Nick and I have been trying to take a break from fostering German Shorthair pointers. Our last foster was with us for nearly a year. Given that and being pregnant, we thought it was time for a break. That worked for all of 5 minutes. I keep seeing the posts of dogs who need a caretaker. The leader who recruits fosters reminded me of our desired break, in a healthy way, since she had just had her own baby. But, then this elderly male popped up in my facebook feed with the need for someone to share with him hospice care. He was pulled from a shelter that put him at 3 years old with major health issues. That, we can handle. The vet we use for the organization put him at 10-12 with major health issues. The OK GSP Rescue decided to give him some time with a foster until it was truly time to end his suffering. We thought we’d foster him for a few months, maybe less. Nick was rightly concerned about exposing our girls to anything he might have. So, we were to pick him up Monday and bring him home for love then. I couldn’t escape this deep desire to care for this dog in his last days. Perhaps it is this privilege of caring for a growing life within that pushed me to care for this dog who was at the other end of the cycle. Perhaps this strong heartbeat we heard yesterday for the first time encouraged me to pick up this drum for dignity at death. Perhaps my getting stuck in shavasna was only the first time this week I’d deal with death. You see, this sweet male won’t make it to our home on Monday. He is simply too weak. I’ll be meeting his current care taker at the vet at 5 p.m. I’ll meet him for the first time in order to be the last human he knows.

People often share with me the stories of their long-gone pets. They wonder how Nick and I can foster dogs and pass them along to their forever homes. Occasionally, I’ll go into a hidden-until-home rage when someone tells me about how they let their dog have pups “because we wanted her to do it once.” I pass over the statistics and Sarah McLachlan commercials because I don’t need to be reminded of how many pets get put down each year simply because people are too lazy to have their pets fixed or self righteous enough to think they ought to breed them for profit. All I need to do is remember Sally the beagle, our first foster, who wasn’t sure about walking on grass because she’d never really done it before. Her life before rescue was in a lifted chicken wire cage. She now lives with an awesome couple in Columbia, Missouri.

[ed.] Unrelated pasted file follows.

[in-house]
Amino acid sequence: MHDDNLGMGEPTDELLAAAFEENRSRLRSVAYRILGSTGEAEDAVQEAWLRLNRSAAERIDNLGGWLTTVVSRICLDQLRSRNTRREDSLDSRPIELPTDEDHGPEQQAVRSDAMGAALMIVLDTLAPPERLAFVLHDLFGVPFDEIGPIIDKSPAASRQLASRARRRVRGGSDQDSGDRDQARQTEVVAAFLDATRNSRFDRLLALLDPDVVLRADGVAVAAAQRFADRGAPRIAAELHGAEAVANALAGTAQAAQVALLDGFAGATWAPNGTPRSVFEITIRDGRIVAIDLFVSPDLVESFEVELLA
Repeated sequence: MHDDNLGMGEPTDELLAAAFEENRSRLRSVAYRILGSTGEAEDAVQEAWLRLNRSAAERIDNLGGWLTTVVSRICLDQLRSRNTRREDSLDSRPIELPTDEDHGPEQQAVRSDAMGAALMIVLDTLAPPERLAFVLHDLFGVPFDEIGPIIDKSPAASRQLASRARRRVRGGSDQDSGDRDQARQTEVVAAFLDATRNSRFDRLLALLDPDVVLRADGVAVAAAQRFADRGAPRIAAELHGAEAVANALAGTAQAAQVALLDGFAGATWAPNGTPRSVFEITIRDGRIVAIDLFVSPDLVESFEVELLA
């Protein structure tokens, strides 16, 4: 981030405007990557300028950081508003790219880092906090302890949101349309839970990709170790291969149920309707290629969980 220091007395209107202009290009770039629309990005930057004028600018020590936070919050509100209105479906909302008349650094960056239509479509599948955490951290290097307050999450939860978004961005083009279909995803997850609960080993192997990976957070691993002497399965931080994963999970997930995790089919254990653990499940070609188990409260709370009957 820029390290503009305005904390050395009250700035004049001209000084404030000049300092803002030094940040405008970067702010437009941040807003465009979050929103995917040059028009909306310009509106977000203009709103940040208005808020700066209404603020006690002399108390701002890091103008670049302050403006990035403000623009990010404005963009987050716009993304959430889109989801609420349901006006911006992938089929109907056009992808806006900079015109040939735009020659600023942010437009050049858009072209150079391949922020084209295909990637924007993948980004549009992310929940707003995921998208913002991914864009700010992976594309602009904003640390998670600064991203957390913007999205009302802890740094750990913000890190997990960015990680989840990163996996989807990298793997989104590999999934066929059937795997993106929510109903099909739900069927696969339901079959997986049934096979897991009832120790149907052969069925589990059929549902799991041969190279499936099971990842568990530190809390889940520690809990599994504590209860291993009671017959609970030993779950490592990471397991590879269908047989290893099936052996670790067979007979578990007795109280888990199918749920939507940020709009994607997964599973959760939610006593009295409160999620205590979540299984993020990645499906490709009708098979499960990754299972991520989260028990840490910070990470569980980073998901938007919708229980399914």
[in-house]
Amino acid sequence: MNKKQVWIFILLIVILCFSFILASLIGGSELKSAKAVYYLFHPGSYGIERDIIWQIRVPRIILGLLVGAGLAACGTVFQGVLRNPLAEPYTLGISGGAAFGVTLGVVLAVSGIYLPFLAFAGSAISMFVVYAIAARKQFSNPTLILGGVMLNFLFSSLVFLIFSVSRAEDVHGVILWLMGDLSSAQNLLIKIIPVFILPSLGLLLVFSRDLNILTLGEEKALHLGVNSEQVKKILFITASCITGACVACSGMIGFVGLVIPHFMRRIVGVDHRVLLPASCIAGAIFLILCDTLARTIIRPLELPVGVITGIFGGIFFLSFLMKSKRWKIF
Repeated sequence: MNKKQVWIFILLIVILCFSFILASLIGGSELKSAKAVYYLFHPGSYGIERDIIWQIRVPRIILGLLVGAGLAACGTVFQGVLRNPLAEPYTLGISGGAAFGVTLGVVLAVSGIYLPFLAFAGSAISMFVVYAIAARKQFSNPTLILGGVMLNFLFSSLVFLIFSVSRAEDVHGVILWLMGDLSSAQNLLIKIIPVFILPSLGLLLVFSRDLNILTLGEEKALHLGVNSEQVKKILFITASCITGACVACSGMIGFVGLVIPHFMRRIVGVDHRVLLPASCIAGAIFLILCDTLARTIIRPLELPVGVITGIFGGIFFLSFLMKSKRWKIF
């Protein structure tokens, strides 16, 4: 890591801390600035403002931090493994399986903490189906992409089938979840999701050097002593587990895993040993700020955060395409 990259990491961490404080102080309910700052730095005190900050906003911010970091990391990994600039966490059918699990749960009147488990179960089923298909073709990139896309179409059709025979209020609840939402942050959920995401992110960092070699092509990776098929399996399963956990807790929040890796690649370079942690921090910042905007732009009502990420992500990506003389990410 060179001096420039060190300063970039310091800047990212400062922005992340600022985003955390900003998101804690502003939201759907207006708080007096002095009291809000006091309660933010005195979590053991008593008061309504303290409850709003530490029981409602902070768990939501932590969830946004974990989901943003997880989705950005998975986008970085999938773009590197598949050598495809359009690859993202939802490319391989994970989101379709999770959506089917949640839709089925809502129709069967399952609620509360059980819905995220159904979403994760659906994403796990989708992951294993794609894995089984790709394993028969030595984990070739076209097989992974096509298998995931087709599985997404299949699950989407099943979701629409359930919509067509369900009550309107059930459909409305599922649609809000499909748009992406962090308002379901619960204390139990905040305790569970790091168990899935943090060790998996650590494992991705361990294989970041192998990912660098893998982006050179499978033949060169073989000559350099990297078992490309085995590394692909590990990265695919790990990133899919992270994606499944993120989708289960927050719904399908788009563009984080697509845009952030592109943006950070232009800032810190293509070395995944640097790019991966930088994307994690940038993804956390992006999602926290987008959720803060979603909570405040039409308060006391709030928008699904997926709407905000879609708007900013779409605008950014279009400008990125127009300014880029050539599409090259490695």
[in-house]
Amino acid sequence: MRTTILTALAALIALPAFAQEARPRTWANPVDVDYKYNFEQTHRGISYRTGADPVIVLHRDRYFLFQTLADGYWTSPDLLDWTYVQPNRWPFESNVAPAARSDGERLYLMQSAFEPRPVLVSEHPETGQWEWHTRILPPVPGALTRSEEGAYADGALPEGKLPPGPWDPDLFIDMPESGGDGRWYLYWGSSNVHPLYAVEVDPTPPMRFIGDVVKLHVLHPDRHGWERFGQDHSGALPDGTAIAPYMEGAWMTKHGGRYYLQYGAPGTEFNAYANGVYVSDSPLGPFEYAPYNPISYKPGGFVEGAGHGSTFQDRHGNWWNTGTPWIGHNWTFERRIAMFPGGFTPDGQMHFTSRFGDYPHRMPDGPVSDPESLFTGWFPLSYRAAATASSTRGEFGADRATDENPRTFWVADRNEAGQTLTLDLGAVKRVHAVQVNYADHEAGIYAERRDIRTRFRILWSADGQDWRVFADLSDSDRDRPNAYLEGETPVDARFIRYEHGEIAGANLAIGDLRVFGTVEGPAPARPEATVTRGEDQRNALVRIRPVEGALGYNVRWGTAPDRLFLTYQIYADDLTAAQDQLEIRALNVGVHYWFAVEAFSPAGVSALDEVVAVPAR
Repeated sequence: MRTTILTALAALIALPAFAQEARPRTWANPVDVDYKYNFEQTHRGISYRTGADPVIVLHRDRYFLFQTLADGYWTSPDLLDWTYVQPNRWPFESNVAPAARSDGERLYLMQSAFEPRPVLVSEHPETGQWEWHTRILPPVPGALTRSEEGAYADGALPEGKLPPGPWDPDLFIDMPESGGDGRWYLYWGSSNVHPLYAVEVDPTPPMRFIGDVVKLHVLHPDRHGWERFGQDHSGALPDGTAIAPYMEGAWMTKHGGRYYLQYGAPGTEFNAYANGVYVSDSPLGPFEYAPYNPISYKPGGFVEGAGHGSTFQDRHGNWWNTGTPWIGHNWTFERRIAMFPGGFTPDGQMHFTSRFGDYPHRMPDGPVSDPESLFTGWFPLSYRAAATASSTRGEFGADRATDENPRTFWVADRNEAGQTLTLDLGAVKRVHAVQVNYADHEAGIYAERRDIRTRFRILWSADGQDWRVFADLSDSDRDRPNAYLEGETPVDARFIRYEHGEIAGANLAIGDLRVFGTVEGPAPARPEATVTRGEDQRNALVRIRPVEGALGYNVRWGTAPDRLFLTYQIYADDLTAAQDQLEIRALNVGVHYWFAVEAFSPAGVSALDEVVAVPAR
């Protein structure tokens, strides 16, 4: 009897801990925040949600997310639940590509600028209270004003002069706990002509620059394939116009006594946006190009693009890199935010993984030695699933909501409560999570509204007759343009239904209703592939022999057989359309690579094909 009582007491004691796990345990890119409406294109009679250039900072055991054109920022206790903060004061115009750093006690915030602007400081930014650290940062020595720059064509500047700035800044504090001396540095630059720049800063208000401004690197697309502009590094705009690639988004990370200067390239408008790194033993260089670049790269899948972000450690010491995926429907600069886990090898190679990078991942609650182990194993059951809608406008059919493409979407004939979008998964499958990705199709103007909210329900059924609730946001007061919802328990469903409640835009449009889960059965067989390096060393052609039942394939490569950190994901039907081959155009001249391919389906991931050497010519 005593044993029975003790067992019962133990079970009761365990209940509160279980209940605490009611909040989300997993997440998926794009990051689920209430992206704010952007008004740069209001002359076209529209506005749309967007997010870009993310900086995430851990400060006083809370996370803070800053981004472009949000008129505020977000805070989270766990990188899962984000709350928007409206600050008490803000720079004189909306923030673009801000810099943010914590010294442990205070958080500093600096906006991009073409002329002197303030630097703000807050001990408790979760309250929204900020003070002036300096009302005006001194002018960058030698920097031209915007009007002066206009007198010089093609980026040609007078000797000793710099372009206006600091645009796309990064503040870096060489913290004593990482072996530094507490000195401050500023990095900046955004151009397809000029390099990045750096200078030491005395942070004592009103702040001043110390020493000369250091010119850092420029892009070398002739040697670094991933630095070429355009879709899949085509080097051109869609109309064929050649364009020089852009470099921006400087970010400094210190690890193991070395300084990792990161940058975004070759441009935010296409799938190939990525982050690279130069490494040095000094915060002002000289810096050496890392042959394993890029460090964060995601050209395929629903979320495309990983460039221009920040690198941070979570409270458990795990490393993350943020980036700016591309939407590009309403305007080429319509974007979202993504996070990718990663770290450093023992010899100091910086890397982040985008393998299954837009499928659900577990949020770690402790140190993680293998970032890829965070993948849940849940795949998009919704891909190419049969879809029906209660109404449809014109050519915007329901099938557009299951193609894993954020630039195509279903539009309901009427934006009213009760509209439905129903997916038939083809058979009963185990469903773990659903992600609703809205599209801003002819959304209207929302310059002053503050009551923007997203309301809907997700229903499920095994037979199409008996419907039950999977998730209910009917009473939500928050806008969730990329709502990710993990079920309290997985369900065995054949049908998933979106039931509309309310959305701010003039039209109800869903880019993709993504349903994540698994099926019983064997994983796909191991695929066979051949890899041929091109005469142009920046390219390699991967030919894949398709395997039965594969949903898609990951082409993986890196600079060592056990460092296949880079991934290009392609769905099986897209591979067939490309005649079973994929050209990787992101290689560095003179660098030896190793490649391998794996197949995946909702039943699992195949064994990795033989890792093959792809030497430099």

Maybe fostering brings me closer to death than I’ve ever realized. It keeps me with one leg in shavasna and one leg moving around. Being closer to death, however, brings me closer to the true meaning of life; that all life matters enough that it should have full dignity. I’m more and more convinced that ignorance surrounding death both as individuals and as a culture keeps us from truly appreciating and living lives with dignity. It certainly keeps these companion creatures called dogs from having full lives. An obsession with creating more life oddly enough brings about more death, and those deaths are not ones that end with love and human tears on shining fur.

Shavasna, catch me. I need to see death to know life.

Update: Little Buddy was a sweetheart. He could barely walk with his bowlegged front paws carrying the most of his weight. He let me carry him in and pet him softly. I told him he was a good boy as they relieved him of his suffering peacefully.

Preggo Pastor Journey begins

The idea of having kids always seemed like “that’s what people do.”  People get married, have kids and probably get divorced. I know it sounds nihilistic, or negative at the least. However, that just seemed like the routine. I could see myself being a parent, but just as much, or more so, I could see myself never being a parent.

I spent 7 years as a children’s minister, dearly loving that time. I saw a variety of parents: the overprotective ones; the somehow bend-space-and-time parents who were everywhere with the early 2000’s version of a pinterest project in hand; the balanced ones; the waited so long in hope parents; and so many more. I marveled at them, their children and often took for granted the trust I’d been given to nurture their spiritual development. I too often judged them as I dealt with my own adolescence and teen years, wishing they had been different. I regret that.

In those years, I spent a great deal of time with children and in personal relationships that weren’t exactly what anyone would call healthy. Suffice it to say, that mixture ended up with my take on having kids as “what people do.” A more accurate description would be that’s “what other people do.” When friends would talk about wanting to be a mom one day, I couldn’t relate. An internal shrug of my shoulders resulted and an outwardly vocal, “ok.” Things started to change, albeit slowly, around 7 years ago.

The Monday after Thanksgiving in 2006, I went on the last first date I will ever have. It’s completely corny, but true. It’s another thing that I never thought would happen: a last first date. While I didn’t exactly talk about it, I was pretty sure that divorce would be in my future. I mean, when your mom, grandmother and great-grandmother had all been divorced; you begin to think, maybe, it’s in the blood. (It was most certainly in the familial habits of relationship.)

A couple months before that Monday, my best friend and I had one of our Thursday girl nights. We’d drink wine, watch Grey’s Anatomy, talk shop (church) and complain about dating. Sound familiar? Eventually, she talked me in to signing up for My response was basically, let’s get a few meals and meet a few jerks. That really was my state of mind. The idea of meeting someone I’d actually like, much less had the social and life skills I finally understood were necessary in a mate, became a joke. I went to that first date without much trying. Seriously, I wore khaki pants, a denim jacket and dansko clogs. It wasn’t exactly a come-hither look. Nick looked nice, even prepared (!), with his button down shirt and dress pants. We talked for hours and sipped wine. Little did I know that this one date would change my life so fully. In seven years, I’ve fallen in love, managed to learn more about who I am as an individual, grow a strong marriage and, eventually, get pregnant. Here’s to a life journey I never thought would happen and one I didn’t think I deserved. Little baby, you’ve already got a big life to come into!